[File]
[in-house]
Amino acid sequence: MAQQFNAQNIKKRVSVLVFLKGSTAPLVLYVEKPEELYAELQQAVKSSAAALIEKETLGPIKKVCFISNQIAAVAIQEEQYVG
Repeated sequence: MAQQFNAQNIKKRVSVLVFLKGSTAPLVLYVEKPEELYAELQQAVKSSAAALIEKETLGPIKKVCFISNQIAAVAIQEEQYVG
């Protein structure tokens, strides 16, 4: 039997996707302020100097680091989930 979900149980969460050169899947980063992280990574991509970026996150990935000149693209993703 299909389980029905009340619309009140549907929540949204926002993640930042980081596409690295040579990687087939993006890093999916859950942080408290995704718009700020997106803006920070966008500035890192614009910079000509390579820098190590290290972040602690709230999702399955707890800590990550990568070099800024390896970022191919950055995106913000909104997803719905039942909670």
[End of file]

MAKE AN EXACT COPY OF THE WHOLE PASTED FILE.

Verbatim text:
[in-house]
Amino acid sequence: MAQQFNAQNIKKRVSVLVFLKGSTAPLVLYVEKPEELYAELQQAVKSSAAALIEKETLGPIKKVCFISNQIAAVAIQEEQYVG
Repeated sequence: MAQQFNAQNIKKRVSVLVFLKGSTAPLVLYVEKPEELYAELQQAVKSSAAALIEKETLGPIKKVCFISNQIAAVAIQEEQYVG
């Protein structure tokens, strides 16, 4: 039997996707302020100097680091989930 979900149980969460050169899947980063992280990574991509970026996150990935000149693209993703 299909389980029905009340619309009140549907929540949204926002993640930042980081596409690295040579990687087939993006890093999916859950942080408290995704718009700020997106803006920070966008500035890192614009910079000509390579820098190590290290972040602690709230999702399955707890800590990550990568070099800024390896970022191919950055995106913000909104997803719905039942909670």